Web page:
ACC: With use of proper protocols, MRI may be safe for patients with ICDs

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ATLANTA—For patients with implanted cardiac devices, MRI has never been a viable way to obtain diagnostic tests due to device contraindications and risks. However, new research has found that MRI testing in this patient population can be performed at little or no risk, Robert H. Helm, MD, from Boston Medical Center said during a presentation at the American College of Cardiology (ACC) scientific sessions on Monday.

“The data for imaging such patients is limited and controversial,” Helm explained. To amend this, Helm studied the safety of MRI in patients with implantable cardioverter-defibrillators (ICDs).

Helm’s evaluations conveyed that certain safety measures utilized during MRI can make diagnostic testing feasible for patients--exposing them to little or no blatant risk. However, Helm said that the procedure must be performed using the right protocols to reduce this risk.

“Pacemakers and ICDs are an absolute contraindication for undergoing MRI imaging,” said Helm, and this, he explained, is based on data assorted with imaging patients in unsafe MRI environments.

According to Helm, 30 million MRI exams are performed in the U.S. annually. In comparison, the use of ICDs and pacemaker devices as therapy for cardiac patients is also on the rise. Helm said that 50 to 70 percent of patients implanted with an ICD will have a need for clinical indication for MRI at some point and approximately 200,000 patients will be denied an MRI due to the device.

Over the years, pacemaker technology has advanced.  However, Helm said that “magnets in cardiac devices have a long history together” and can increase the  risks of these ICD patients by having the potential to temporarily alter pacing mode.

Helm acknowledged three definitions in regards to safety while performing MRI for patients with implantable devices:

  • MRI is safe: patients have a first device that causes no hazard in any MRI environment. This would include non-metallic, non-electrical or non-magnetic devices such as intravenous tubes;
  • A device that causes no hazard in a specific MRI environment: one that is specified according to the static magnet field strength, spatial gradient and radiant field, radiofrequency energy and the specific absorption rate; and
  • Unsafe devices: these pose a hazard in all MRI environments.

Today, only one pacemaker, which is approved for use in Europe, is conditioned to undergo MRI. All other pacemakers and defibrillators are deemed unfit for MRI.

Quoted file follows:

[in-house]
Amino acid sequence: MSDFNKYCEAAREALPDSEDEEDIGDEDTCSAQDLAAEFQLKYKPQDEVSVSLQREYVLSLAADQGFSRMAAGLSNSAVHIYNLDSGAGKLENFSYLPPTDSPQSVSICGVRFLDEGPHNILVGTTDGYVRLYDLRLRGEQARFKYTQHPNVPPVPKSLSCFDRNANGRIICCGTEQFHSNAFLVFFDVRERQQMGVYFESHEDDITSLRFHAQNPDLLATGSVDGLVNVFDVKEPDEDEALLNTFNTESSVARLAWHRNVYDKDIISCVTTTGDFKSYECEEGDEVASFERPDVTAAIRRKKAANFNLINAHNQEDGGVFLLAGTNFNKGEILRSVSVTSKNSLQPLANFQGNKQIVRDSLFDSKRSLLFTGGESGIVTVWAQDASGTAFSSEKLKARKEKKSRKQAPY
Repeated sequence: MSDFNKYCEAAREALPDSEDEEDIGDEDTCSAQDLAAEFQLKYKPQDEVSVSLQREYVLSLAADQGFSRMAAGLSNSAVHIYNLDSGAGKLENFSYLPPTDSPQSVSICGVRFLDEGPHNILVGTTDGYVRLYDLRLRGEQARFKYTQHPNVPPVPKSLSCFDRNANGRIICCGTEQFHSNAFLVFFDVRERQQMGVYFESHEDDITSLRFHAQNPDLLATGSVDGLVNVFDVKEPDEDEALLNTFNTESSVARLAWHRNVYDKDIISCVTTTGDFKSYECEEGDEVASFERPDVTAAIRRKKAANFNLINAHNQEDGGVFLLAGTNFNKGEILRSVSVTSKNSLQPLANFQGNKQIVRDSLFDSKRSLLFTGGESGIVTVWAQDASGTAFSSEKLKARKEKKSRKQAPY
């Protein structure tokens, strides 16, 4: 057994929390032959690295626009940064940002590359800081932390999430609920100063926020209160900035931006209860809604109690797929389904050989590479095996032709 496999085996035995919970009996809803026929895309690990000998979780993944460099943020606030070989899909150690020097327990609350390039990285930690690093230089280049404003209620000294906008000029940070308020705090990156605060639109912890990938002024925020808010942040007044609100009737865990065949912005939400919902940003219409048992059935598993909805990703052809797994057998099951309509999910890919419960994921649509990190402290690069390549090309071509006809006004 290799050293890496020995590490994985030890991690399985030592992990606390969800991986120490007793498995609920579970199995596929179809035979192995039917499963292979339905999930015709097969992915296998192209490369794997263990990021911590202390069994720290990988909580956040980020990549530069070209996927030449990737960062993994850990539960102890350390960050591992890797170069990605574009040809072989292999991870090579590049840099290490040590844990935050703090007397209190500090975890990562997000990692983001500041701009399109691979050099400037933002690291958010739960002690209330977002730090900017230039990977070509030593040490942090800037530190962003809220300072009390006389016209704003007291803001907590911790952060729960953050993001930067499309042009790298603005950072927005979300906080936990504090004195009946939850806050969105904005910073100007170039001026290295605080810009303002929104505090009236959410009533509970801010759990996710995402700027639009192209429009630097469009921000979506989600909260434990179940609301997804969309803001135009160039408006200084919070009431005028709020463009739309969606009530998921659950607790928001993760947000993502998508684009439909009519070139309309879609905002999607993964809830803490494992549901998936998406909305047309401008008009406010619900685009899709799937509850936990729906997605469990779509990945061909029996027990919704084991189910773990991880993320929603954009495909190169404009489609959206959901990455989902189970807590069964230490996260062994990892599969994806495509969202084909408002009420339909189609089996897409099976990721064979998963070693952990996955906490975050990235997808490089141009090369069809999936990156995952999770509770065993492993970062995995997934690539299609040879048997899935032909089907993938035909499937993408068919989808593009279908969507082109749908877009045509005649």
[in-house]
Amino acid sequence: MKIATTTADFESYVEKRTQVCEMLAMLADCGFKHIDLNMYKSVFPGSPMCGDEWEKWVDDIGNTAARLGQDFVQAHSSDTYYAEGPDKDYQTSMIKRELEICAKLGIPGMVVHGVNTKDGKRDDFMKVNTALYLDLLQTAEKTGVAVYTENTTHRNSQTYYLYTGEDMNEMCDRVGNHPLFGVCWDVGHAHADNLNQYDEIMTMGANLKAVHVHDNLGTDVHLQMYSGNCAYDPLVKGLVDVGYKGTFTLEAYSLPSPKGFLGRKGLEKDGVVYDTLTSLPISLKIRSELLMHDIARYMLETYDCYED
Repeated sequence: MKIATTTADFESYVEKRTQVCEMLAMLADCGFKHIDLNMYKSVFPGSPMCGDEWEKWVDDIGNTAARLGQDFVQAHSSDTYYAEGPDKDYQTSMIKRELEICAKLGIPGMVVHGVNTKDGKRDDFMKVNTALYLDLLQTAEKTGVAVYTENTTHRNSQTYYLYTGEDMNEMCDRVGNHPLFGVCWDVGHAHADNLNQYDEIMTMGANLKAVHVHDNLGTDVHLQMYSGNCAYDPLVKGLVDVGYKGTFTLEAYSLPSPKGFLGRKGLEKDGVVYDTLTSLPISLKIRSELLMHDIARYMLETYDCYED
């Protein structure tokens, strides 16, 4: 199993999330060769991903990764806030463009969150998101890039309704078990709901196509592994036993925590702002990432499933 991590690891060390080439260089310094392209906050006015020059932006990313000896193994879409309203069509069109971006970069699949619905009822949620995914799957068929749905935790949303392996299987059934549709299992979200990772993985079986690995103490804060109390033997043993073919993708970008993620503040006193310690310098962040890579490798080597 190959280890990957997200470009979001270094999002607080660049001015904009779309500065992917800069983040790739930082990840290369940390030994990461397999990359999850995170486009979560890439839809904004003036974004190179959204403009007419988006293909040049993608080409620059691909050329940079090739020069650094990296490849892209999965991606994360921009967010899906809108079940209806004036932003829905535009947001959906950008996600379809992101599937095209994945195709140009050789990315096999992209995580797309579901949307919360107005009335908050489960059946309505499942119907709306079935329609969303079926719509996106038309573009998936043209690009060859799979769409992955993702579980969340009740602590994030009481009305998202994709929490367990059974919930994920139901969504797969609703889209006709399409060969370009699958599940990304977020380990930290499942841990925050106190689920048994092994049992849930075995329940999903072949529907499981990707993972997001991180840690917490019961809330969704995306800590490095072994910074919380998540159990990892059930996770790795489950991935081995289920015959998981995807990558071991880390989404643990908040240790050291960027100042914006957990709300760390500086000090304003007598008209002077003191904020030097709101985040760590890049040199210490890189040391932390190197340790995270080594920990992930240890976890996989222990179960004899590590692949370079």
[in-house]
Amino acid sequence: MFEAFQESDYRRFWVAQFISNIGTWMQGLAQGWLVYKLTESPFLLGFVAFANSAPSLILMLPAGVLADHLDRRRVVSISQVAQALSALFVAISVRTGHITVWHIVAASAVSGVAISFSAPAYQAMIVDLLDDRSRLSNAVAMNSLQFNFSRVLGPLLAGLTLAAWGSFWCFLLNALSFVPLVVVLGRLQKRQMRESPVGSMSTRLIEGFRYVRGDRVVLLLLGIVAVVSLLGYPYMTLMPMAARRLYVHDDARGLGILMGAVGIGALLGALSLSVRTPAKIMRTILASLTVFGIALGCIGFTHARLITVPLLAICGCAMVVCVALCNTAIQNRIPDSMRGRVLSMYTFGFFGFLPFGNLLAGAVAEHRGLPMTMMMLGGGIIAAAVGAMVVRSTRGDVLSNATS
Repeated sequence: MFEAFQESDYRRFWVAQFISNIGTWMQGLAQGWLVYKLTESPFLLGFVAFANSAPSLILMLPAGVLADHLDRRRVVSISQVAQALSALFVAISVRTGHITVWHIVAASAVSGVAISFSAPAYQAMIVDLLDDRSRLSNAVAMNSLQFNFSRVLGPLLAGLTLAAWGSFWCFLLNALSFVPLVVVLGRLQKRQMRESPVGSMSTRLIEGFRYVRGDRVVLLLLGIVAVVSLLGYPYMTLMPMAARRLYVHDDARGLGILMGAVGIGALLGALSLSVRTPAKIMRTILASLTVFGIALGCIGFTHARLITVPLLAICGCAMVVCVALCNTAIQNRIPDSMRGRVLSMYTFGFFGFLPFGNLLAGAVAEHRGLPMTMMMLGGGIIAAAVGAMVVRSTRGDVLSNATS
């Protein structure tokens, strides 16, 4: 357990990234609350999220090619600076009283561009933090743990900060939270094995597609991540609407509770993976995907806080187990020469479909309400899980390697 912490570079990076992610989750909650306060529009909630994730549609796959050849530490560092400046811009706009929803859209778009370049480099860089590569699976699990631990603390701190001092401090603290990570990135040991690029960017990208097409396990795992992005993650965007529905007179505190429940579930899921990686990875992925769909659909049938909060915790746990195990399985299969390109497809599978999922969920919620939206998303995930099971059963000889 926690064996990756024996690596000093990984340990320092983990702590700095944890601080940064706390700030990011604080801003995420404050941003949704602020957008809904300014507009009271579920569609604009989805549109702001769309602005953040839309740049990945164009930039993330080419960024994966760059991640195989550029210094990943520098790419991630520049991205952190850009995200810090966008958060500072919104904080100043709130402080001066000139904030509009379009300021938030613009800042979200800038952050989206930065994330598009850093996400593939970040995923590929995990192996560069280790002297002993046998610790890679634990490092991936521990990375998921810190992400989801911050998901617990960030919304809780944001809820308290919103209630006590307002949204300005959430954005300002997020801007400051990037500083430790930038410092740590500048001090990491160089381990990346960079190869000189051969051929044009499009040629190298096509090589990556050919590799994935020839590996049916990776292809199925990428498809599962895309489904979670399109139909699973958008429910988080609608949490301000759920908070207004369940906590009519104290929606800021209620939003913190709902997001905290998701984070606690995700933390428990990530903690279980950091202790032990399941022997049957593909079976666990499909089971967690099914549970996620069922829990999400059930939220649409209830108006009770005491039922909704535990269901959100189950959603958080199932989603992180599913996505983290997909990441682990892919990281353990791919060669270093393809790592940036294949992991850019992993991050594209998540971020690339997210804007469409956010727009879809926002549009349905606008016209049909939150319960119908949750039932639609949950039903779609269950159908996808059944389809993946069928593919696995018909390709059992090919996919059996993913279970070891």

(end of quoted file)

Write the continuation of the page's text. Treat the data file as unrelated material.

During the presentation, Helm gave an overview of the mechanisms associated with both MRI and ICD/defibrillators that clash and prevent patients from undergoing diagnostic testing.

According to Helm, one issue is that the static magnetic fields associated with MRIs hold a magnetic force that is fifty times the earth’s magnetic field.  “It is the force of this field that exerts attractive forces on magnetic objects—pacemakers/defibrillators” that can cause rotation and interference of the device.

Helm said that the gradient magnetic field of MRI has the ability to turn MRI acquisition on and off, producing a reduction of currents within the device.

To properly evaluate MRI as a safe, practical option for these patients, Helm said that clinicians must “weigh the benefits and make sure they outweigh the risks.” He said that physicians need to analyze whether implantable devices are in fact a strong contraindication for MRI ensuring that there is “no alternative to acceptable imaging modality.”

Additionally, a review of patient history is important to be able to pinpoint previous ICD failure rates, such as abandoned leads.

To prep an ICD patient for the possibility of MRI, Helm said the device should be programmed to be “less vulnerable to the MRI environment.” For patients who are not pacemaker dependent, the device can be powered off, while in dependent patients, the device can be switched into asynchronized mode. He said that the “bells and whistles,” which he referred to as magnet and rate response, should be disabled to alleviate further magnetic field concern.

According to Helm, 300 to 400 patients have already undergone MRI with ICD at various centers. The research has shown that there “have been no significant adverse effects.”

To achieve successful MRI without creating adverse events, Helm said the following protocols should be implemented:

  • Lowering the static magnetic fields to 1.5 tesla or lower;
  • Minimizing the total specific absorption rate to be less than two watts per kg;